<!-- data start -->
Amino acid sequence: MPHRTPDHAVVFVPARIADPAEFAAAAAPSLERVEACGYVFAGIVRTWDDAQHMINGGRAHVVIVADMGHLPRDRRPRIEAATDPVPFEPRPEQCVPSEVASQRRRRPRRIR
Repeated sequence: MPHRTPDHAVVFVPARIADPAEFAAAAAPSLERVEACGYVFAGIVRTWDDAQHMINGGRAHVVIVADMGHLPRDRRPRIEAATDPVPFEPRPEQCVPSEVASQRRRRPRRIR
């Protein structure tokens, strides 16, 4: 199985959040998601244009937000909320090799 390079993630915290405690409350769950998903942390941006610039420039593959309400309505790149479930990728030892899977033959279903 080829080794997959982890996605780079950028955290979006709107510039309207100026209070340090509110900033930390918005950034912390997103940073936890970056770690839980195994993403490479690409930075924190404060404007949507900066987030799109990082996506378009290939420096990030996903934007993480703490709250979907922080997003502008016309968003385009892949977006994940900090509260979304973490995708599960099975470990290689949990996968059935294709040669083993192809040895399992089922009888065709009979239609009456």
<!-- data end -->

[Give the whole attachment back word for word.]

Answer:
Amino acid sequence: MPHRTPDHAVVFVPARIADPAEFAAAAAPSLERVEACGYVFAGIVRTWDDAQHMINGGRAHVVIVADMGHLPRDRRPRIEAATDPVPFEPRPEQCVPSEVASQRRRRPRRIR
Repeated sequence: MPHRTPDHAVVFVPARIADPAEFAAAAAPSLERVEACGYVFAGIVRTWDDAQHMINGGRAHVVIVADMGHLPRDRRPRIEAATDPVPFEPRPEQCVPSEVASQRRRRPRRIR
């Protein structure tokens, strides 16, 4: 199985959040998601244009937000909320090799 390079993630915290405690409350769950998903942390941006610039420039593959309400309505790149479930990728030892899977033959279903 080829080794997959982890996605780079950028955290979006709107510039309207100026209070340090509110900033930390918005950034912390997103940073936890970056770690839980195994993403490479690409930075924190404060404007949507900066987030799109990082996506378009290939420096990030996903934007993480703490709250979907922080997003502008016309968003385009892949977006994940900090509260979304973490995708599960099975470990290689949990996968059935294709040669083993192809040895399992089922009888065709009979239609009456």